The Washington Post

Her new boyfriend wants to spend his va­ca­tion time with his ex? Don’t blow past that warn­ing sign.

- Carolyn Hax Carolyn Hax

Adapted from a re­cent on­line dis­cus­sion.

Dear Carolyn: My boyfriend of a few months seems to like go­ing on va­ca­tions with his ex and their teenage son. It re­ally both­ers me. The first time he jus­ti­fied it by say­ing it was booked be­fore they split up and the son re­ally wanted both to go. He said it wasn’t go­ing to hap­pen again.

Now he’s talk­ing about a va­ca­tion he says his ex and son want to take to­gether, and he ad­mits that if I weren’t around, he would go be­cause he thinks it’s a good idea for his son. I think he’s try­ing to talk me into let­ting him go, even though he de­nies it.

Com­pli­cat­ing all this is that he still hasn’t filed for di­vorce, de­spite promis­ing to do so for months, nor has he told his son they’re get­ting a di­vorce (he thinks it’s a sep­a­ra­tion). Ob­vi­ously I haven’t met the son, nor will I any­time soon.

While I don’t re­ally be­lieve my BF will get back to­gether with his ex, it feels wrong to me. As­sum­ing the di­vorce does get filed be­fore the trip, do I re­ally have any right to say no? I want the best for his son, but there are so many other ways to have a fun va­ca­tion that don’t re­quire the ex to be there. I’m sym­pa­thetic to the idea that BF may still want the sta­bil­ity of be­ing with his fam­ily the way he used to, but I feel like he’s go­ing to have to ad­just to a new nor­mal, too. But I’m try­ing not to be self­ish.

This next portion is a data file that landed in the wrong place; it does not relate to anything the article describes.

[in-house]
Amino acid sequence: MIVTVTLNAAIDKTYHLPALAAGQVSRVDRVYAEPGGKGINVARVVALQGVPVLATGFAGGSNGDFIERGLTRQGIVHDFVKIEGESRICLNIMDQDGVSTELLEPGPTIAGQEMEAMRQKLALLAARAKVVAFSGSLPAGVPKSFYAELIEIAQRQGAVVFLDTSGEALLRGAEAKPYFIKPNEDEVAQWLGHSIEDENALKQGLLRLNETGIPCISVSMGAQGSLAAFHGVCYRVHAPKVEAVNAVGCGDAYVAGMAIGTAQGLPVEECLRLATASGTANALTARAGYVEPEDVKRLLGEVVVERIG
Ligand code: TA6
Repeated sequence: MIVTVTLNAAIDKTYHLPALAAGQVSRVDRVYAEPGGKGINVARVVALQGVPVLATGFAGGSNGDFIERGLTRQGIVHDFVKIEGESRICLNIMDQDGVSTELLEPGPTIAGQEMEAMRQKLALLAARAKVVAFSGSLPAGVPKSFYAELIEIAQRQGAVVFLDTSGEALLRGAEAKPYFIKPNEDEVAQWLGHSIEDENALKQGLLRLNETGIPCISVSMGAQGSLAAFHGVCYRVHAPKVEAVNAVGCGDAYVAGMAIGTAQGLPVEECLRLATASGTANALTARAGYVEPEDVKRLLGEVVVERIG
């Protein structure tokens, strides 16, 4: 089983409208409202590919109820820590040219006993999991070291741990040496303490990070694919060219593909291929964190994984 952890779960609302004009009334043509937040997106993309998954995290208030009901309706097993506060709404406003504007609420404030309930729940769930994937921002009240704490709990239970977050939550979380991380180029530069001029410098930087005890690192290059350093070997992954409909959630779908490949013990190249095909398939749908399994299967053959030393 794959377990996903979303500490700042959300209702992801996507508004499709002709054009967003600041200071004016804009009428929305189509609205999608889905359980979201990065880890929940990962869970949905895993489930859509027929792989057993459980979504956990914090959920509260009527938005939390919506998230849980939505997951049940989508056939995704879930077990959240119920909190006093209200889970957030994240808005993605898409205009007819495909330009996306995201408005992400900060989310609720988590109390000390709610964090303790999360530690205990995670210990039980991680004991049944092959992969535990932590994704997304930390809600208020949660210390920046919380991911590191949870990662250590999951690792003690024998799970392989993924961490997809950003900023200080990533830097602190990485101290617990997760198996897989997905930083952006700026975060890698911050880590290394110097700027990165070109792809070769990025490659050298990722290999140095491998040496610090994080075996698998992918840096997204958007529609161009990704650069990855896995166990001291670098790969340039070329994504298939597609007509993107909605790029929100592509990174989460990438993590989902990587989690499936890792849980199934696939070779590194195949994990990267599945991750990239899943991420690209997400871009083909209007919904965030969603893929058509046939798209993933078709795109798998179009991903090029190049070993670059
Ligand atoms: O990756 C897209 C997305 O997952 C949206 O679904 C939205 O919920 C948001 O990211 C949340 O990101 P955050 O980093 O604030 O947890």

Also, I’ve ac­tu­ally known him for years, so I trust him and want to make it work more than I might some brand-new per­son. I think he cares a lot about me, but I also know he has se­ri­ous is­sues with bound­aries with his ex — she gets what she wants from him even though her long-term af­fair is the rea­son they split.

She knows about me and ap­par­ently com­pletely freaked out at the idea of him mov­ing on. I’m stuck — do I (sadly) cut ties, or do I learn to live with some­thing I feel isn’t right for me? — Re­ally Both­ered

Re­ally Both­ered: Oh good­ness no. This alone — “do I learn to live with some­thing I feel isn’t right for me” — zips you through the “noooo” ex­press lane.

But since you took the time to type out all the other stuff:

You don’t have a small, iffy­va­ca­tion prob­lem, you have a big, still-way-too-en­meshed-with­the-ex/not-ex prob­lem.

So please tell this lovely man you care for him and hope to be with him some­day, but can­not while so much un­fin­ished busi­ness re­mains from his mar­riage. When he’s di­vorced, when he’s telling his son the truth, when he’s hon­est with him­self about the dy­namic and his strug­gle with bound­aries, when he’s own­ing his choices in­stead of hid­ing be­hind “a good idea for his son” ra­tio­nales, when he’s able to be with you in the full light of day, then he should ab­so­lutely give you a call.

Painful, yes, but not nearly so painful as where you’re headed. Pro­ceed­ing on this road is the dat­ing equiv­a­lent of get­ting out of your car, mov­ing the “road closed” sawhorse to the side and con­tin­u­ing on your drive. Not rec­om­mended.

Write to Carolyn Hax at

tellme@wash­post.com. Get her col­umn de­liv­ered to your in­box each morn­ing at wapo.st/hax­post.

 ?? NICK GALIFIANAK­IS FOR THE WASH­ING­TON POST ??
NICK GALIFIANAK­IS FOR THE WASH­ING­TON POST
 ??  ??

Newspapers in English

Newspapers from USA